The chairman of Nuklearia is Rainer Klute, a computer scientist and eco-modernist. That’s someone who, according to FAZ, ”wants to save the world by relying on modern technology, not on using jute bags.” FAZ noted that Klute is finding allies “among those who oppose wind turbines out of concern for noise and the landscape.”

It wasn’t the first pro-nuclear demonstration in Germany. In December 2019, 120 people from Germany, Poland, Switzerland, Austria, the Netherlands, and the Czech Republic rallied near the Philippsburg nuclear power plant, forty-five minutes from the French border, which the German government had forced to close prematurely.

While Klute emphasizes the need for nuclear to combat climate change, Peters stresses the need for nuclear energy to avoid over-dependence on imported natural gas from Russia. … Full article

September 11, 2020 Posted by | Environmentalism, Nuclear Power, Russophobia, Timeless or most popular | , | Leave a comment

US agrees to pay South Carolina $600 million, dispose of plutonium by 2037

Press TV – August 31, 2020

The US Energy Department said on Monday it has reached a settlement with South Carolina on removing weapons-grade plutonium by 2037 from a Cold War-era site and shipping most of it to a disposal facility in New Mexico.

South Carolina, which had sued the energy department, will receive an upfront payment of $600 million. The state will waive its right to bring any more lawsuits over the plutonium until 2037.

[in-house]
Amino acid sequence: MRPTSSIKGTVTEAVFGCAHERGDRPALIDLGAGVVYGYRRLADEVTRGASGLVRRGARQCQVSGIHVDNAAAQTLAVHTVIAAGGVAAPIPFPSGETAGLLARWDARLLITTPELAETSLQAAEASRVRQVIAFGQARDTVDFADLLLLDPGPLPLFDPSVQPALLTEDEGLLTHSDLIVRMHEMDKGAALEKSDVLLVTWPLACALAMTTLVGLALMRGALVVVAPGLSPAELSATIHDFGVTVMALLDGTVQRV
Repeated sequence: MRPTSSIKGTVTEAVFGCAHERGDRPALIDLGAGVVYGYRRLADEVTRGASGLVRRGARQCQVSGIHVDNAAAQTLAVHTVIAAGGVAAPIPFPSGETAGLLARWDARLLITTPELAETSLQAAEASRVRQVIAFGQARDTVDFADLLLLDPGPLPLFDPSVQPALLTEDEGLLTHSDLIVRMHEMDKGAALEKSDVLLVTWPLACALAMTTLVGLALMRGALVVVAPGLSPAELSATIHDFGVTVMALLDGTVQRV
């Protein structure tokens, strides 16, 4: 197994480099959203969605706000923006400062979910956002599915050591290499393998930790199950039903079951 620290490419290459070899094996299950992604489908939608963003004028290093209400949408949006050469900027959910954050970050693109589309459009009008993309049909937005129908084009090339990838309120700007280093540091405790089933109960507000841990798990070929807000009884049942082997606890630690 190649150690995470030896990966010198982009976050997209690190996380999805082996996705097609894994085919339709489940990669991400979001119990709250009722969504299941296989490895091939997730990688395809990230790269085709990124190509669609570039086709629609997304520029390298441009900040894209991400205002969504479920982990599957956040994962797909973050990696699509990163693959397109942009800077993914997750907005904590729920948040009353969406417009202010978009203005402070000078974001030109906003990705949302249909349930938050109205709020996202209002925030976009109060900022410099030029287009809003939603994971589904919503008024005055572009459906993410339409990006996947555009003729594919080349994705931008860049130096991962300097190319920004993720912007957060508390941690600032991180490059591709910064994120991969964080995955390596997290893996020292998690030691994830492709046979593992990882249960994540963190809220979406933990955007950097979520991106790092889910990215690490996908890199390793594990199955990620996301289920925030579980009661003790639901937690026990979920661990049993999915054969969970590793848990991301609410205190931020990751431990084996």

“Today’s announcement is a guarantee to the people of South Carolina that plutonium will be removed safely from this state,” said US Energy Secretary Dan Brouillette.

The US government had planned to build a mixed oxide (MOX) plant to convert the material into fuel for nuclear power. But a MOX plant had never been built in the United States, and the Trump administration axed the program in 2018 saying it would cost about $48 billion more than $7.6 billion already spent on it.

That decision was a blow to South Carolina politicians, including Republican Senator Lindsey Graham, who had touted the jobs it would provide.

The department said 9.5 metric tons of plutonium will be removed from the Savannah River site. Much of the material will be sent to New Mexico, where it will be diluted and disposed of in a nuclear waste site near Carlsbad.

A notice in the Federal Register on Friday indicated that the department and its arm the National Nuclear Security Administration will dispose 7.1 metric tons at New Mexico’s Waste Isolation Pilot Plant.

The energy department was required by law to either build the MOX plant or remove the plutonium but it had done neither.

The US government had secretly shipped plutonium from South Carolina to Nevada sometime before November 2018, the Trump administration revealed last year. Democratic officials in Nevada were angered when they learned the news.